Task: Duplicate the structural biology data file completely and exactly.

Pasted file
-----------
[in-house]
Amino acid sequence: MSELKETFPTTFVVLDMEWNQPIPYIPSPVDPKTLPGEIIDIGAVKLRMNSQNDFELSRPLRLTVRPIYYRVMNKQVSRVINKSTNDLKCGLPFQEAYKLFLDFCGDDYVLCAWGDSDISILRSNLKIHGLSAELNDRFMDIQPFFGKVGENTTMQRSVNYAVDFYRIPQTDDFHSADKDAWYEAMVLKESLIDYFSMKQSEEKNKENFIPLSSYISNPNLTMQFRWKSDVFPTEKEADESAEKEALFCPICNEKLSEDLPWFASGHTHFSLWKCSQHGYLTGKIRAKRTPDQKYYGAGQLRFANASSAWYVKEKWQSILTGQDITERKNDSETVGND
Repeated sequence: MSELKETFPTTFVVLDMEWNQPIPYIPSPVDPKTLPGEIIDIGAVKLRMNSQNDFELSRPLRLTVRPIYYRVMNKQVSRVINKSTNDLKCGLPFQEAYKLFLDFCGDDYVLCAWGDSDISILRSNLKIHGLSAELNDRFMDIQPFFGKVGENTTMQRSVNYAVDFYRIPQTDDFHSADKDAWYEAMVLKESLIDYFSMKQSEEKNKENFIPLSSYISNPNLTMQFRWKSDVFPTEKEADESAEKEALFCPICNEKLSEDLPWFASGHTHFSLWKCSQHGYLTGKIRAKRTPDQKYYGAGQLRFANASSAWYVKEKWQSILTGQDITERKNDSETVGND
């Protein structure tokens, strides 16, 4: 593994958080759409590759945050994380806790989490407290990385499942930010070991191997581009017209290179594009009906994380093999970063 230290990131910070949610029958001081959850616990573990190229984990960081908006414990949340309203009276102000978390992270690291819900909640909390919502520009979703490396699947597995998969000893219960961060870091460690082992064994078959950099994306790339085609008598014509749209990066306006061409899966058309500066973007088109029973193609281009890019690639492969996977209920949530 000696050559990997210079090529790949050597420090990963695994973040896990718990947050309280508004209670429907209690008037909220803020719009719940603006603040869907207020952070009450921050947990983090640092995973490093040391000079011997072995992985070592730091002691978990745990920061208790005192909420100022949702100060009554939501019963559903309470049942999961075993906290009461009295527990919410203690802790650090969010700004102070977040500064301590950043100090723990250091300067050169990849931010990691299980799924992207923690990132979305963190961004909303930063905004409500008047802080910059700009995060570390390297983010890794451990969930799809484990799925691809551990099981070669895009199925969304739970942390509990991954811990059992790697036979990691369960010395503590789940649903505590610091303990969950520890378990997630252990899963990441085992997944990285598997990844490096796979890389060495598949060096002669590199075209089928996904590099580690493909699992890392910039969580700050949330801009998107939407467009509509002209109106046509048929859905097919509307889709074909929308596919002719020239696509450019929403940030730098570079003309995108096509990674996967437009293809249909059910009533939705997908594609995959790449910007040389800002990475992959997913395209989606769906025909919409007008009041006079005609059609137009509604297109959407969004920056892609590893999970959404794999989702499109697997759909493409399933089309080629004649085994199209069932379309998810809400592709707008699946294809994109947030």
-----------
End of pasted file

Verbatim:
[in-house]
Amino acid sequence: MSELKETFPTTFVVLDMEWNQPIPYIPSPVDPKTLPGEIIDIGAVKLRMNSQNDFELSRPLRLTVRPIYYRVMNKQVSRVINKSTNDLKCGLPFQEAYKLFLDFCGDDYVLCAWGDSDISILRSNLKIHGLSAELNDRFMDIQPFFGKVGENTTMQRSVNYAVDFYRIPQTDDFHSADKDAWYEAMVLKESLIDYFSMKQSEEKNKENFIPLSSYISNPNLTMQFRWKSDVFPTEKEADESAEKEALFCPICNEKLSEDLPWFASGHTHFSLWKCSQHGYLTGKIRAKRTPDQKYYGAGQLRFANASSAWYVKEKWQSILTGQDITERKNDSETVGND
Repeated sequence: MSELKETFPTTFVVLDMEWNQPIPYIPSPVDPKTLPGEIIDIGAVKLRMNSQNDFELSRPLRLTVRPIYYRVMNKQVSRVINKSTNDLKCGLPFQEAYKLFLDFCGDDYVLCAWGDSDISILRSNLKIHGLSAELNDRFMDIQPFFGKVGENTTMQRSVNYAVDFYRIPQTDDFHSADKDAWYEAMVLKESLIDYFSMKQSEEKNKENFIPLSSYISNPNLTMQFRWKSDVFPTEKEADESAEKEALFCPICNEKLSEDLPWFASGHTHFSLWKCSQHGYLTGKIRAKRTPDQKYYGAGQLRFANASSAWYVKEKWQSILTGQDITERKNDSETVGND
């Protein structure tokens, strides 16, 4: 593994958080759409590759945050994380806790989490407290990385499942930010070991191997581009017209290179594009009906994380093999970063 230290990131910070949610029958001081959850616990573990190229984990960081908006414990949340309203009276102000978390992270690291819900909640909390919502520009979703490396699947597995998969000893219960961060870091460690082992064994078959950099994306790339085609008598014509749209990066306006061409899966058309500066973007088109029973193609281009890019690639492969996977209920949530 000696050559990997210079090529790949050597420090990963695994973040896990718990947050309280508004209670429907209690008037909220803020719009719940603006603040869907207020952070009450921050947990983090640092995973490093040391000079011997072995992985070592730091002691978990745990920061208790005192909420100022949702100060009554939501019963559903309470049942999961075993906290009461009295527990919410203690802790650090969010700004102070977040500064301590950043100090723990250091300067050169990849931010990691299980799924992207923690990132979305963190961004909303930063905004409500008047802080910059700009995060570390390297983010890794451990969930799809484990799925691809551990099981070669895009199925969304739970942390509990991954811990059992790697036979990691369960010395503590789940649903505590610091303990969950520890378990997630252990899963990441085992997944990285598997990844490096796979890389060495598949060096002669590199075209089928996904590099580690493909699992890392910039969580700050949330801009998107939407467009509509002209109106046509048929859905097919509307889709074909929308596919002719020239696509450019929403940030730098570079003309995108096509990674996967437009293809249909059910009533939705997908594609995959790449910007040389800002990475992959997913395209989606769906025909919409007008009041006079005609059609137009509604297109959407969004920056892609590893999970959404794999989702499109697997759909493409399933089309080629004649085994199209069932379309998810809400592709707008699946294809994109947030």